- To read critically and develop informed opinion about novels, poetry and plays.
- To experience a vast range of texts, by a variety of different writers.
- To finish the course with a growing sense of creativity and excellent analytical and evaluative skills.
The importance of English Literature
English Literature is a highly respected and academic A Level – for many students the course leads to university courses in English. However, a number of students have opted for courses in Creative Writing, Journalism and Publishing, as well as using their close reading skills in different subject areas: Law, History; Sports Science, Business and Economics.
The time commitment
- Regular reading and writing homework.
- Background contextual and critical reading.
English Literature Assessment Objectives
AO1 - Articulate informed, personal and creative responses to literary texts, using associated concepts and terminology, and coherent, accurate written expression.
AO2 - Analyse ways in which meanings are shaped in literary texts.
AO3 - Demonstrate understanding of the significance and influence of the contexts in which literary texts are written and received.
AO4 - Explore connections across literary texts.
AO5 - Explore literary texts informed by different interpretations.
At WGSB, we follow the Edexcel course in English Literature. When we make our text choices we aim to give students a challenging, broad and balanced course which will suit them best.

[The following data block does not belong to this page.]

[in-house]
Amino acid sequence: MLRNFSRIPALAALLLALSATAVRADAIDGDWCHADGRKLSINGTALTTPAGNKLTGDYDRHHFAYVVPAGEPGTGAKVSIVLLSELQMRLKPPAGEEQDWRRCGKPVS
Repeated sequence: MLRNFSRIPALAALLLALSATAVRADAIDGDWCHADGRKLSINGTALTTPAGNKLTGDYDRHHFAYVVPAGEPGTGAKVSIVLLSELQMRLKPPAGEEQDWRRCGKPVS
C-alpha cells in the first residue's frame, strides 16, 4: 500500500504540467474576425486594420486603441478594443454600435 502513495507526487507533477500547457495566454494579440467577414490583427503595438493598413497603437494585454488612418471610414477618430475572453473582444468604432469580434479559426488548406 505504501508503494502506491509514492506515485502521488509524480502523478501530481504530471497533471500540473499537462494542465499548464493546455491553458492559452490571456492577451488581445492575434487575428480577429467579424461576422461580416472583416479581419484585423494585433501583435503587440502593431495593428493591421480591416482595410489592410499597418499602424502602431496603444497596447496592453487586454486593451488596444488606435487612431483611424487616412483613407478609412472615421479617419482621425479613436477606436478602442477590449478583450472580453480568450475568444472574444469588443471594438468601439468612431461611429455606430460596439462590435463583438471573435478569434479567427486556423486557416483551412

Unit 1: Drama (2 hour open book examination at the end of Year 13. 30% of A Level)
The aim of this unit is to encourage:
- Close reading of drama texts.
- The reading of critical essays related to the Shakespeare play.
Section A: Shakespeare’s ‘King Lear’ (40 marks)
Section B: Williams’ ‘A Streetcar Named Desire’ (30 marks)
Unit 2 – Prose (1 hour open book examination at the end of Year 13. 20% of A Level)
A comparative essay based on one of the following texts. (40 marks)
Women and Society: ‘Wuthering Heights’ by Emily Bronte and ‘A Thousand Splendid Suns’ by Khaled Hosseini
Unit 3 – Poetry (2 hour open book examination at the end of Y13. 30% of A Level)
Section A – Unseen poetry (one essay based on a modern poem written post 2000 (20 marks)
Section B – English Romantic Verse edited by David Wright (40 marks)
Independent Critical Study (Coursework essay. 20% of A Level)
This essay will be an extended comparative essay of 2500 - 3000 words based on two texts. Students will select texts themselves (in conjunction with the English teacher and the approval of the exam board) and will also be required to write their own essay questions.
This may seem difficult, but it is the area of the course that A Level students achieve the highest marks in usually. This is largely because students are free to explore their own interests. It is also great preparation for University study.